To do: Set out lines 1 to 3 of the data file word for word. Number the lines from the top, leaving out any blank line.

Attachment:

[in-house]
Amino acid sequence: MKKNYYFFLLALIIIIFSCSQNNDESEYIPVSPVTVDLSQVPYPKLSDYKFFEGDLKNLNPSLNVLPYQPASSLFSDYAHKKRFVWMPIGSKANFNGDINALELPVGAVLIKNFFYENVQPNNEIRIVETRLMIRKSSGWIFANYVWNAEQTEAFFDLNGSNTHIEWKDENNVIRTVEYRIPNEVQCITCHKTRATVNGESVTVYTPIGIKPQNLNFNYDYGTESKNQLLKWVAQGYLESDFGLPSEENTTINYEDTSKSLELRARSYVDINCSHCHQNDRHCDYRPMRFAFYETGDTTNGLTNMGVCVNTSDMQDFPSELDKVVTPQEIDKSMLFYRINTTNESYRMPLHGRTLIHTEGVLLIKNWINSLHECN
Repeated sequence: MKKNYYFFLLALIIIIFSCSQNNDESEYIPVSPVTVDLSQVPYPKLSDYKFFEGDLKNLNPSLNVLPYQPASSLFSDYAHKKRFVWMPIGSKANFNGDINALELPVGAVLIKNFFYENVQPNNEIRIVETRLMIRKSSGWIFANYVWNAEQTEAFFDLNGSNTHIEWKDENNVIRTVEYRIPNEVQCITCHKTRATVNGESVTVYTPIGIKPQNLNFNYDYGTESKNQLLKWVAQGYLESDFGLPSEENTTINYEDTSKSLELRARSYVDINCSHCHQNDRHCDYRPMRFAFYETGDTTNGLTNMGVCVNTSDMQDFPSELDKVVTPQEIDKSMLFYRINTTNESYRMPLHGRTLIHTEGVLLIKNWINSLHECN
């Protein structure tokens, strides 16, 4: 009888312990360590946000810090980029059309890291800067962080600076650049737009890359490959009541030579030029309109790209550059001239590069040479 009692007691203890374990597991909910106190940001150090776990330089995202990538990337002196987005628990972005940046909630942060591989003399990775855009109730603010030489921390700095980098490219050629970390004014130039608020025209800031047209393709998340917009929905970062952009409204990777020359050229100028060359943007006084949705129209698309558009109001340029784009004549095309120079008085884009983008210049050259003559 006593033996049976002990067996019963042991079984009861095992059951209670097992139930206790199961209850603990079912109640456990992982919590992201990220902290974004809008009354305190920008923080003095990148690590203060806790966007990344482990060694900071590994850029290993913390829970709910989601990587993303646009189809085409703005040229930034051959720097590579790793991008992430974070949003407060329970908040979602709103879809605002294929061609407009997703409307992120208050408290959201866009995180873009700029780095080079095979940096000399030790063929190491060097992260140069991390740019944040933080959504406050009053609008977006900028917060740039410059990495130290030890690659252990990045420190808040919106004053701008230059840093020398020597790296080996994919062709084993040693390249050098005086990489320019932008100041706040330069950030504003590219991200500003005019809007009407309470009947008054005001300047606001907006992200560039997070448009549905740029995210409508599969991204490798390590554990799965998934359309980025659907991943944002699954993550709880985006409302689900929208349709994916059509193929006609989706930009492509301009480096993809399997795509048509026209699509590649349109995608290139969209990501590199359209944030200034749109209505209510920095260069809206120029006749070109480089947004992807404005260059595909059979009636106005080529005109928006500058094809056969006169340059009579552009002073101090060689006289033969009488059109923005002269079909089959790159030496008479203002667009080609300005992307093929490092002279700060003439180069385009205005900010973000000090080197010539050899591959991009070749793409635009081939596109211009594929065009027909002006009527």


[in-house]
Amino acid sequence: MKKNYYFFLLALIIIIFSCSQNNDESEYIPVSPVTVDLSQVPYPKLSDYKFFEGDLKNLNPSLNVLPYQPASSLFSDYAHKKRFVWMPIGSKANFNGDINALELPVGAVLIKNFFYENVQPNNEIRIVETRLMIRKSSGWIFANYVWNAEQTEAFFDLNGSNTHIEWKDENNVIRTVEYRIPNEVQCITCHKTRATVNGESVTVYTPIGIKPQNLNFNYDYGTESKNQLLKWVAQGYLESDFGLPSEENTTINYEDTSKSLELRARSYVDINCSHCHQNDRHCDYRPMRFAFYETGDTTNGLTNMGVCVNTSDMQDFPSELDKVVTPQEIDKSMLFYRINTTNESYRMPLHGRTLIHTEGVLLIKNWINSLHECN
Repeated sequence: MKKNYYFFLLALIIIIFSCSQNNDESEYIPVSPVTVDLSQVPYPKLSDYKFFEGDLKNLNPSLNVLPYQPASSLFSDYAHKKRFVWMPIGSKANFNGDINALELPVGAVLIKNFFYENVQPNNEIRIVETRLMIRKSSGWIFANYVWNAEQTEAFFDLNGSNTHIEWKDENNVIRTVEYRIPNEVQCITCHKTRATVNGESVTVYTPIGIKPQNLNFNYDYGTESKNQLLKWVAQGYLESDFGLPSEENTTINYEDTSKSLELRARSYVDINCSHCHQNDRHCDYRPMRFAFYETGDTTNGLTNMGVCVNTSDMQDFPSELDKVVTPQEIDKSMLFYRINTTNESYRMPLHGRTLIHTEGVLLIKNWINSLHECN